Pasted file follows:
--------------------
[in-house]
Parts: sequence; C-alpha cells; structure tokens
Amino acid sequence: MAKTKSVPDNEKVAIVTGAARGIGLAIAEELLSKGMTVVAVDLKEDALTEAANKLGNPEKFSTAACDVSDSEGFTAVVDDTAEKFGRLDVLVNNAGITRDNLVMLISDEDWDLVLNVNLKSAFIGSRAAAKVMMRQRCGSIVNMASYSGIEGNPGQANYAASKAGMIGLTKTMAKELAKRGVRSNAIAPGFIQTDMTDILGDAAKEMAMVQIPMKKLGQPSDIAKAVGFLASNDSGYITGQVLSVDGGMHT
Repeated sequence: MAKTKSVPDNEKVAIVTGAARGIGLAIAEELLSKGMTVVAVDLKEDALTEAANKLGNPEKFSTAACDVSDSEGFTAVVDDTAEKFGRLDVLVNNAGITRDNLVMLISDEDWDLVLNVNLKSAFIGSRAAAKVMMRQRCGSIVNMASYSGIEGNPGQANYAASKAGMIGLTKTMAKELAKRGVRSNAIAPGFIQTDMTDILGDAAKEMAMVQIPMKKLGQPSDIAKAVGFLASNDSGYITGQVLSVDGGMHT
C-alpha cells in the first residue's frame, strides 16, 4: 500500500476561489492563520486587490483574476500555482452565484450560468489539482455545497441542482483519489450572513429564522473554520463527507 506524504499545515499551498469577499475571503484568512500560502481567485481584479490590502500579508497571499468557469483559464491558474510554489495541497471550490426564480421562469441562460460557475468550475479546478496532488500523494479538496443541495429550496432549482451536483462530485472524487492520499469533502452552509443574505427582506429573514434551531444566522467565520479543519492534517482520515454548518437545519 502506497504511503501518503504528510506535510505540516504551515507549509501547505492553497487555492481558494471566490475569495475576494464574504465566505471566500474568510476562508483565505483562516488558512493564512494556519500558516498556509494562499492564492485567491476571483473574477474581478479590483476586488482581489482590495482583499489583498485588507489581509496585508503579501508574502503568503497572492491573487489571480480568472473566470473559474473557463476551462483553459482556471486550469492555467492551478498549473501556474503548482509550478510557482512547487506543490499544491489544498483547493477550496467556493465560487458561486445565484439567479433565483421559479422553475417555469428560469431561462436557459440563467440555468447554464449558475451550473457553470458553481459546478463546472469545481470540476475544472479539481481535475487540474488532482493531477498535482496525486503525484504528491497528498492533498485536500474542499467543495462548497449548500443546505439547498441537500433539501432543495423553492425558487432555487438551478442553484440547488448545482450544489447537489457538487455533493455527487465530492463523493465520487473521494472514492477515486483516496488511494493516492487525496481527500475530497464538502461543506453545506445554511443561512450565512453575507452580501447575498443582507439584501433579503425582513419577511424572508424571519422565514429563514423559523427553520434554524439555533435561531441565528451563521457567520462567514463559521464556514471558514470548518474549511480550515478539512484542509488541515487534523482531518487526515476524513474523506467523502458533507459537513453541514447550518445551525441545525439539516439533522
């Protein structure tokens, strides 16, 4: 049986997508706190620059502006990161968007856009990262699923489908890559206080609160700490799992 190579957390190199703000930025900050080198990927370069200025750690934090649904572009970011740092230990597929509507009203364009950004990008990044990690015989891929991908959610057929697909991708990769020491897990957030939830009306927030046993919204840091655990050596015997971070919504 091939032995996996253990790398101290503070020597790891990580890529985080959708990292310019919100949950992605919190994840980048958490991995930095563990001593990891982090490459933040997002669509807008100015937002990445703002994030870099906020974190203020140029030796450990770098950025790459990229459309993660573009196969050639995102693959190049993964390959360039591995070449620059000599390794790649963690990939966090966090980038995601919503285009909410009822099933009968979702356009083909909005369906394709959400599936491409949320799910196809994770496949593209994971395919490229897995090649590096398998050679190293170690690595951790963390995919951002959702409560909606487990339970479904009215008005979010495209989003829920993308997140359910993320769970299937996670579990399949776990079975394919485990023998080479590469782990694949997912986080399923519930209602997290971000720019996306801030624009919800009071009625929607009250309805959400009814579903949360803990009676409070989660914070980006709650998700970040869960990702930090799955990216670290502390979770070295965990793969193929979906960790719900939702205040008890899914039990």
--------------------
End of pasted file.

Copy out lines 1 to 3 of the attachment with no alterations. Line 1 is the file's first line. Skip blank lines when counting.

[in-house]
Parts: sequence; C-alpha cells; structure tokens
Amino acid sequence: MAKTKSVPDNEKVAIVTGAARGIGLAIAEELLSKGMTVVAVDLKEDALTEAANKLGNPEKFSTAACDVSDSEGFTAVVDDTAEKFGRLDVLVNNAGITRDNLVMLISDEDWDLVLNVNLKSAFIGSRAAAKVMMRQRCGSIVNMASYSGIEGNPGQANYAASKAGMIGLTKTMAKELAKRGVRSNAIAPGFIQTDMTDILGDAAKEMAMVQIPMKKLGQPSDIAKAVGFLASNDSGYITGQVLSVDGGMHT